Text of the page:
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Iranians Employ Thuggish Tactics at U.N. Human Rights Council



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The credibility of President Obama’s “speak softly and carry a wet U.N. noodle” foreign policy took a major hit on Friday when it was discovered that Iranian thugs have been given carte blanche to participate in and wander around the U.N. Human Rights Council in Geneva intimidating Iranian dissidents.

The president’s decision to join the U.N.’s top human-rights body in 2009, and more recently to seek a second three-year term on the Council, is one of the centerpieces of his “engagement” strategy. Neither the membership of countries such as Saudi Arabia, Russia, China, and Cuba on this human-rights agency, nor three years of incessant Israel-bashing, has deterred the administration from attempting to legitimize the Council. It is not surprising, therefore, that Iran is evidently not feeling the heat.

In early March the Iranian mission to the U.N. in Geneva informed the Office of the U.N. High Commissioner for Human Rights in writing that 21 officials would be “participating in the 19th session of the Human Rights Council,” now underway. Among them is one Gholam Hossein Esmaeili, “Head of the prisons organization and rehabilitation and preventive programs.”

Esmaeili has another claim to fame — he is on an EU sanctions list and subject to a travel ban and assets freeze as a person “responsible for grave human rights violations.” The EU decision of April 12, 2011, imposing the restrictions specifies that Esmaeili was “complicit in the massive detention of political prisoners and covering up abuses performed in the jailing system.” The Iranian government apparently believed he would be quite comfortable participating in the U.N.’s idea of a human-rights body.

It turns out Iran also thought that by participating in the human-rights body it could import some of the tactics acceptable back home. On March 12, 2012, the U.N. was considering a report on human rights in Iran produced by a special rapporteur/investigator. Iranian dissidents were in attendance as observers. Just prior to the commencement of the so-called “interactive dialogue” between states and the investigator, U.N. security guards approached two dissidents and asked them to step outside for questioning. Iranian diplomats, the guards explained, had complained that the two had been taking photographs of Iranian representatives. 

After their laptop was examined, the two NGO members were allowed to return to the Council session but shortly thereafter were approached by Iranian diplomats directly. A loud exchange occurred in the back of the Council chamber itself, with Iranian representatives insisting on examining the computer files of the Iranian NGOs. Ultimately, the diplomatic goons took out their cameras and photographed the NGO members inside the Council room. Despite the fact that multiple complaints over the harassment were lodged with U.N. officials, no U.N. action was taken.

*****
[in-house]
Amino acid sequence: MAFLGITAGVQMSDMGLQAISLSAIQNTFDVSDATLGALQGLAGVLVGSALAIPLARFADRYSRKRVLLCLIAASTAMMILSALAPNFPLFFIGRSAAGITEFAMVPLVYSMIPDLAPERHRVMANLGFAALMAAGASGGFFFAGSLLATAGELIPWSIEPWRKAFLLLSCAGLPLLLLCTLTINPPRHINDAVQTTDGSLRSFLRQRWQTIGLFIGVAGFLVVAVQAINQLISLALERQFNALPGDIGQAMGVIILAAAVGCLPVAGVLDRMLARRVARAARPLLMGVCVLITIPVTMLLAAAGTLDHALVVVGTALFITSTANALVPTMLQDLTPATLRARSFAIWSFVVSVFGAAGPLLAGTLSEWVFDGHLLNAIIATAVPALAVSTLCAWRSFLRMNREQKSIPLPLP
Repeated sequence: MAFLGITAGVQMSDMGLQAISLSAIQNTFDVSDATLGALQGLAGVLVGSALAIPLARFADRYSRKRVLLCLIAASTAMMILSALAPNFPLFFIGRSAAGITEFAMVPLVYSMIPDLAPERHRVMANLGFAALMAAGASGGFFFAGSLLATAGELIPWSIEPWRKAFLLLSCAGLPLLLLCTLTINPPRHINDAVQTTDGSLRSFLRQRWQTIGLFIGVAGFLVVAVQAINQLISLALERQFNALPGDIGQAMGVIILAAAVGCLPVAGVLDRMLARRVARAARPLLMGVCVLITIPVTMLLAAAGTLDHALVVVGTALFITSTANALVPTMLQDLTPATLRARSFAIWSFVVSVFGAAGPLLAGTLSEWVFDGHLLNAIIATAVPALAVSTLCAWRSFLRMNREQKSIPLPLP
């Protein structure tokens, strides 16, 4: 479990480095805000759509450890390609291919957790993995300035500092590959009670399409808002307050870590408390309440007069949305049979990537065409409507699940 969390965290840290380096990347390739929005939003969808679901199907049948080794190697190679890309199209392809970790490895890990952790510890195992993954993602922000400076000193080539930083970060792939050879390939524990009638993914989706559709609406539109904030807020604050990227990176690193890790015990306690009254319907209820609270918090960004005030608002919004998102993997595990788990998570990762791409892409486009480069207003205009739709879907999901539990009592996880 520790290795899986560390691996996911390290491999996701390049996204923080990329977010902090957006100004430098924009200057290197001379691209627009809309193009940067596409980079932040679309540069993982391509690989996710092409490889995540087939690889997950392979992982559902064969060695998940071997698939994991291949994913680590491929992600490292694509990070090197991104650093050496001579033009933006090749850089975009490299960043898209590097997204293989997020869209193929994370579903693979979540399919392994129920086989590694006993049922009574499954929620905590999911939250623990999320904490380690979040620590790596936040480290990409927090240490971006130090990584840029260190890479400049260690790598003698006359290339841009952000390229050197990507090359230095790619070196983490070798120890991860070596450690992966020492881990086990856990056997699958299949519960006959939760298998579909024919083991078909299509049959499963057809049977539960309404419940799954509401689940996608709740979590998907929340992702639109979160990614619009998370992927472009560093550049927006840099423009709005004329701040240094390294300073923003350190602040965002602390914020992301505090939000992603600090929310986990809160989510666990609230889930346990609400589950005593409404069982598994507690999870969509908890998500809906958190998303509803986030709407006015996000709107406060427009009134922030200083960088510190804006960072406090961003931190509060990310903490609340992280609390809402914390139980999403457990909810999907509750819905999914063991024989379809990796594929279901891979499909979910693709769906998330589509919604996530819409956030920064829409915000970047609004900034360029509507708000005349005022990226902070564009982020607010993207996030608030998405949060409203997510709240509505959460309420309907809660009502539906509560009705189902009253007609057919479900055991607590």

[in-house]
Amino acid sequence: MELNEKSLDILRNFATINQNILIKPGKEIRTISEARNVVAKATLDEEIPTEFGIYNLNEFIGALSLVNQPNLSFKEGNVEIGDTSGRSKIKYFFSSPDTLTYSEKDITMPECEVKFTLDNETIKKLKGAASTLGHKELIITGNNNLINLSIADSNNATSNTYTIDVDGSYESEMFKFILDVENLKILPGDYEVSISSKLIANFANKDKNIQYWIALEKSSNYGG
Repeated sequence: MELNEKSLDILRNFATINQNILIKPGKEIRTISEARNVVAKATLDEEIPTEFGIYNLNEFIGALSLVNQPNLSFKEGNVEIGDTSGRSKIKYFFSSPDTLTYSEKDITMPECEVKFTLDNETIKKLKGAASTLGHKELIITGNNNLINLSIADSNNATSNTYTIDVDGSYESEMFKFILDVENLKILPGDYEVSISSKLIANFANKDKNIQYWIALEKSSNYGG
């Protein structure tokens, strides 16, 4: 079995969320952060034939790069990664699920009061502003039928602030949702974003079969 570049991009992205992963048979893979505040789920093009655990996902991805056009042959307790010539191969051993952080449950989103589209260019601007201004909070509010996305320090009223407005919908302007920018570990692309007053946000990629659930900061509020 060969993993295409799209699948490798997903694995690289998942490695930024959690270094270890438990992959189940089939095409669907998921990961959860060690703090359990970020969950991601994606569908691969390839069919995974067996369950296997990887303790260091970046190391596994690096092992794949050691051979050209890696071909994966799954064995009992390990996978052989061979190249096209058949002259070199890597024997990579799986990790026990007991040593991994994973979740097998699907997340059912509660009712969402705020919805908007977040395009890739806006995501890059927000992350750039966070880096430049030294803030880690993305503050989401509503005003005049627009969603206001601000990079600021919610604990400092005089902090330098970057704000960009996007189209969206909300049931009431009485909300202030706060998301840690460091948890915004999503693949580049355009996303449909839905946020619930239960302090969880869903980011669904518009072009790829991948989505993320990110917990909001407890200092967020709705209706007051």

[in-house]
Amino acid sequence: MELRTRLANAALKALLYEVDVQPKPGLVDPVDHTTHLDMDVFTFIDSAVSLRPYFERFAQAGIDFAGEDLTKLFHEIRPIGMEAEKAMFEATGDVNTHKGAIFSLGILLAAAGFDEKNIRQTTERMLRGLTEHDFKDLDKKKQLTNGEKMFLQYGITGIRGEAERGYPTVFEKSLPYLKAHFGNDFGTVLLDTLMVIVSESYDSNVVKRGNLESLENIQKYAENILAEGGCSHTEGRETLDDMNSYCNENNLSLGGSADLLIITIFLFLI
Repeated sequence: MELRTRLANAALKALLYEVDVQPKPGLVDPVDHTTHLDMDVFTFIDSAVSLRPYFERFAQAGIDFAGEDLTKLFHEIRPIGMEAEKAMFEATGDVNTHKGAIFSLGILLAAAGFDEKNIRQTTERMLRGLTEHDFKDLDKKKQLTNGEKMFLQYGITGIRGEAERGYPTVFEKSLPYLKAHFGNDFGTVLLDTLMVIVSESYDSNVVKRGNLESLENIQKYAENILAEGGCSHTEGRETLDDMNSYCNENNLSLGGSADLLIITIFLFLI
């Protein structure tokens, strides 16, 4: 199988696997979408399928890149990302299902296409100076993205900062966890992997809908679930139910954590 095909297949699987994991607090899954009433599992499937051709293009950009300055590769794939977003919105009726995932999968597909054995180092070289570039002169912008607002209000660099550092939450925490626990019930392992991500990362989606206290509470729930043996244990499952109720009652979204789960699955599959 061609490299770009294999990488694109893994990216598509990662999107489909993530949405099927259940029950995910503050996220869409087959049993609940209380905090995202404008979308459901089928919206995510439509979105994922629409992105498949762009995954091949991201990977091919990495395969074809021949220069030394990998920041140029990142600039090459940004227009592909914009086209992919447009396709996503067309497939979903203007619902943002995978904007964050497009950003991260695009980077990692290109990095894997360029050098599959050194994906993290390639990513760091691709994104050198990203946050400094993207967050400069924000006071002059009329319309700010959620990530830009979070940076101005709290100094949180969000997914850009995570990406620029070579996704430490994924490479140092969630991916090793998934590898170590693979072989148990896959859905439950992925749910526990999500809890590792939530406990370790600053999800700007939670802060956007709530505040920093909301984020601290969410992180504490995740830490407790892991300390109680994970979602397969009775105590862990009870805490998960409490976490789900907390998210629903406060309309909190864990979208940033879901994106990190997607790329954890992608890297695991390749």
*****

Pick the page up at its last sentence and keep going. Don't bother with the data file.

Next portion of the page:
Iranian strong-arm tactics also appear to be having an effect on U.N. member states. This week the Council is expected to adopt a shamefully weak resolution on human rights in Iran. The operative part of the draft is three measly sentences long and fails to mention a single word about human-rights violations in Iran. It puts off doing anything by simply mandating more reports in the future.

The resolution also contains a pitiful plea for Iran “to cooperate” with the U.N. special investigator and “to permit access to visit the country” — notwithstanding the fact that Iran has not admitted a U.N. special rapporteur on human-rights violations in Iran since 1996. As the head of the Iranian delegation Mohammad Javad Ardeshir Larijani, “Secretary of the High Council for Human Rights,” explained to the Council on March 12, 2012, the problem was the “Zionist mafia,” since “we are . . . a democracy system, a polity based on Islamic rationality . . . peaceful and respectful coexistence . . . truth, dignity, and justice.”

The Iranian offensive within the U.N. human-rights framework had one more front last week. Back in 2007, with then–U.N. High Commissioner for Human Rights Louise Arbour in attendance, the 117 countries of the non-aligned movement (NAM) met in Tehran and adopted the “Tehran Declaration and Programme of Action on Human Rights and Cultural Diversity.” The Declaration established a “NAM Center for Human Rights and Cultural Diversity” to be headquartered in Tehran. On Friday, March 16, 2012, “the Permanent Mission of Iran” organized a meeting of this center on U.N. premises in Geneva; the invitation to the public was issued in a U.N. document entitled “Bulletin of informal meetings held in parallel to the [Human Rights Council] session.” 

The title of the Iranian meeting that was facilitated by the U.N. was “Emerging New International Human Rights Institutions/Mechanisms in the NAM Region,” and the moderator was the Iranian center’s director. Oddly enough, the emergence of Holocaust denial as government policy, the advocacy of genocide, the sponsorship of state terrorism, and the provision of arms to a neighboring government engaged in the commission of crimes against humanity were not discussed.

Under the Obama administration, American taxpayers are paying 22 percent of the costs of the U.N. “Human Rights” Council: the bulletins, the documents, the voting machines, the microphones, the global webcasts, the translations, the facilities, the salaries of U.N. officials, and on and on. Iran isn’t perverting human rights and freedoms all by itself.

 — Anne Bayefsky is Director of the Touro Institute on Human Rights and the Holocaust.



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